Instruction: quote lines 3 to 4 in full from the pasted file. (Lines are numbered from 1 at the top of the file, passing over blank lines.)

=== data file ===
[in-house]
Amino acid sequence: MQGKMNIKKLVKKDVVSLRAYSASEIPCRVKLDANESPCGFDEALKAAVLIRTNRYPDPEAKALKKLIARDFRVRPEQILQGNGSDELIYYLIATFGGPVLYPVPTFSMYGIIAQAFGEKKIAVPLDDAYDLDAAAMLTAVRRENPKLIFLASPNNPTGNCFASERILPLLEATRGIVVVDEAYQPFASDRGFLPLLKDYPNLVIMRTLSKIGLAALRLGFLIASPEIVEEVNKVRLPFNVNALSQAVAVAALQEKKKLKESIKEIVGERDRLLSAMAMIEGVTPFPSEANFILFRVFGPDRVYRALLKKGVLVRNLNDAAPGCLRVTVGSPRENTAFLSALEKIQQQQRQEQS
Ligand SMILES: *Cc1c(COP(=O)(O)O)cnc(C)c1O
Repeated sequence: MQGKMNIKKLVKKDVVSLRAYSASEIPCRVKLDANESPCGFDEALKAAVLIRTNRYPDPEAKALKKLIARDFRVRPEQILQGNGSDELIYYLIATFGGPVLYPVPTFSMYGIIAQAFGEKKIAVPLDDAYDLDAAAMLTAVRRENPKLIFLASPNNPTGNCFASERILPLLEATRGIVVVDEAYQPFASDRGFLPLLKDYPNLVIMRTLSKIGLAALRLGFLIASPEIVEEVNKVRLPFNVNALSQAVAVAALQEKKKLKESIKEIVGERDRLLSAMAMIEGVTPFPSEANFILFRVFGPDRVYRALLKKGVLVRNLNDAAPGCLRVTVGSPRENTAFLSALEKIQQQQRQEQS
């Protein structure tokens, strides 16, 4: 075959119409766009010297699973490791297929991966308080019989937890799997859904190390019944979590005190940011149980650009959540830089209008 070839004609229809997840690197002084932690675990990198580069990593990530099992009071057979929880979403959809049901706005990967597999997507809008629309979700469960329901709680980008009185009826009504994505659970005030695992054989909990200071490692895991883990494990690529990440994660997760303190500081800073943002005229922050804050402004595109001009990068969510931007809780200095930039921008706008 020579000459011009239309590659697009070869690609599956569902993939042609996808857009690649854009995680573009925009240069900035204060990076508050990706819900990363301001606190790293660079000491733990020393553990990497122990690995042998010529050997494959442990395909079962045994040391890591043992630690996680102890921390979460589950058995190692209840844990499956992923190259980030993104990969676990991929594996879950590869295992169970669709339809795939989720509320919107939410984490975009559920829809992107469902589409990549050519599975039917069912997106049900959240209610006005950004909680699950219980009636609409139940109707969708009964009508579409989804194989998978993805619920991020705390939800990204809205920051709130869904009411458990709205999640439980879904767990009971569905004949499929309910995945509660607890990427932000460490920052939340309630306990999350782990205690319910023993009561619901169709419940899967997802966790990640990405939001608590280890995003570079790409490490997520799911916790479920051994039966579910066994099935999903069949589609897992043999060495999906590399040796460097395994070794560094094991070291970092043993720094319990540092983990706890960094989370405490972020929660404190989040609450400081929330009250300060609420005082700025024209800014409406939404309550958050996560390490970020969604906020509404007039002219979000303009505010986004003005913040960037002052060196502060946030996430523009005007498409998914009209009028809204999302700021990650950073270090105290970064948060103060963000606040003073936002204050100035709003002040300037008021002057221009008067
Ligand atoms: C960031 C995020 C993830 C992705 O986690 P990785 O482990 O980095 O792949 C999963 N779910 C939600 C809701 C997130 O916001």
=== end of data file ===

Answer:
Ligand SMILES: *Cc1c(COP(=O)(O)O)cnc(C)c1O
Repeated sequence: MQGKMNIKKLVKKDVVSLRAYSASEIPCRVKLDANESPCGFDEALKAAVLIRTNRYPDPEAKALKKLIARDFRVRPEQILQGNGSDELIYYLIATFGGPVLYPVPTFSMYGIIAQAFGEKKIAVPLDDAYDLDAAAMLTAVRRENPKLIFLASPNNPTGNCFASERILPLLEATRGIVVVDEAYQPFASDRGFLPLLKDYPNLVIMRTLSKIGLAALRLGFLIASPEIVEEVNKVRLPFNVNALSQAVAVAALQEKKKLKESIKEIVGERDRLLSAMAMIEGVTPFPSEANFILFRVFGPDRVYRALLKKGVLVRNLNDAAPGCLRVTVGSPRENTAFLSALEKIQQQQRQEQS